The big hunt in August was similar to past hunts but most items were meant to be done at home or on social media. No in-person gatherings according to local laws. There were also several tributes to John Lewis who had recently died, inspirational items, and items that were civic minded like protesting, prison reform, and voting including our rights and registration drives.

The registration monies went to No Kid Hungry, which you can still donate to individually.

I can only give you my August totals. I was not great about keeping track of the mini-hunts for points. I contributed to a total of fifteen items, seven of which were individual, the other eight being team items for a total of 214 individual points and 480 team points totalling 694 points.

I have to be honest, but I enjoyed these hunts more than I’ve enjoyed some of the previous years. I like the civic mindedness, the social justice aspects, the caring for neighbors, random acts of kindness and compassion.

I would encourage people who are curious to join the Halloween H(a)unt. Each registration donates money to UNICEF providing clean water for a person in need for six months. Registration ends on October 23rd, and the H(a)unt will go live Oct. 30 – Nov. 1.

The captions on the following photos will explain the items. For the spring mini-hunt, I have them listed as April/May although they may have been done for either:

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Signs of the Pandemic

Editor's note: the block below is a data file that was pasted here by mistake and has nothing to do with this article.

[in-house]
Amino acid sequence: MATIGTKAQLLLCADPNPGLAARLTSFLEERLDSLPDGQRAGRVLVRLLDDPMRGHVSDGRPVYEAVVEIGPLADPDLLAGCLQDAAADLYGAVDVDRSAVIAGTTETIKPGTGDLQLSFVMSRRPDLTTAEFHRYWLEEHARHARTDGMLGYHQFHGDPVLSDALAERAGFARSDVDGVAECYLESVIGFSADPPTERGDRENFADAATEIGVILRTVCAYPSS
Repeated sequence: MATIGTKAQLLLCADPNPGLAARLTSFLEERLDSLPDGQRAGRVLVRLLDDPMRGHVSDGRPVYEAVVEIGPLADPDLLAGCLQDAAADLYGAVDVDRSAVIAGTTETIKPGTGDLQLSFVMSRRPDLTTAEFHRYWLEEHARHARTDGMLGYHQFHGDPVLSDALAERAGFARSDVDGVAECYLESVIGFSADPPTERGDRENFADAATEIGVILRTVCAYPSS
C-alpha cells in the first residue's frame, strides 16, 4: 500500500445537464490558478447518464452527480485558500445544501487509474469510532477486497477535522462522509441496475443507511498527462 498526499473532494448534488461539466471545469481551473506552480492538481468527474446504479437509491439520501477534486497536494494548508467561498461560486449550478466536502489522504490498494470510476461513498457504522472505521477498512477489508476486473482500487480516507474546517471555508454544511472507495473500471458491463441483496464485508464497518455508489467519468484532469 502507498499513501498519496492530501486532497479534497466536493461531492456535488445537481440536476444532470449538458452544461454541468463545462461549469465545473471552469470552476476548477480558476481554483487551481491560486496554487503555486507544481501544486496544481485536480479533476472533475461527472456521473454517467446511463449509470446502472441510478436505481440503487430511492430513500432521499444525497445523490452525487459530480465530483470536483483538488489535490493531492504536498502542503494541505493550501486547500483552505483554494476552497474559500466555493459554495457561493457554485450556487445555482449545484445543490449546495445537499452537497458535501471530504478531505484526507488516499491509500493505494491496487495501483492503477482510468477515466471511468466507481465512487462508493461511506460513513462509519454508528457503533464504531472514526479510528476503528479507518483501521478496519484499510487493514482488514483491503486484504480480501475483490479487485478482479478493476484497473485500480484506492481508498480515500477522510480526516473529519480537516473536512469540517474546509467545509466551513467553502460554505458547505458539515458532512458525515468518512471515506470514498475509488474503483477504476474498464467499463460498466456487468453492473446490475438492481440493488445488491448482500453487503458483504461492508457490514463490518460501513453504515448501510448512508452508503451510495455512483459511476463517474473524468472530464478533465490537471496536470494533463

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When our state went into lockdown, school was moved online and we converted to remote learning; church was cancelled, little by little restaurants closed, libraries closed, museums closed, playgrounds closed.

We stayed home for the most part.

We did go to the grocery store and to Target for our household supplies. We did this about once a week. My husband would go out between grocery shopping trips to get milk, which we always seemed to run out of. We began to buy two gallons at a time.

We also went for drives, sometimes grabbing lunch through a drive thru and parking in the park or near the river and ate our lunch. At least we were out of the house for a couple of hours.

I began to notice some things on our drives and our trips to the supermarket: Signs.

Here, there,  everywhere signs were popping up.

Signs for delivery, signs for take-out, signs for curbside pick-up, signs for new hours, signs for limits on purchasing necessities as toilet paper and soap ran out in our houses and on store shelves. Food and dry goods also. Everyone was home and everyone needed more of what they used while no one was leaving the house for work or school.

The signs popped up like dandelions in spring.

I said to my husband: I know one business that’s doing better during the lockdown. Sign makers.

They were literally everywhere.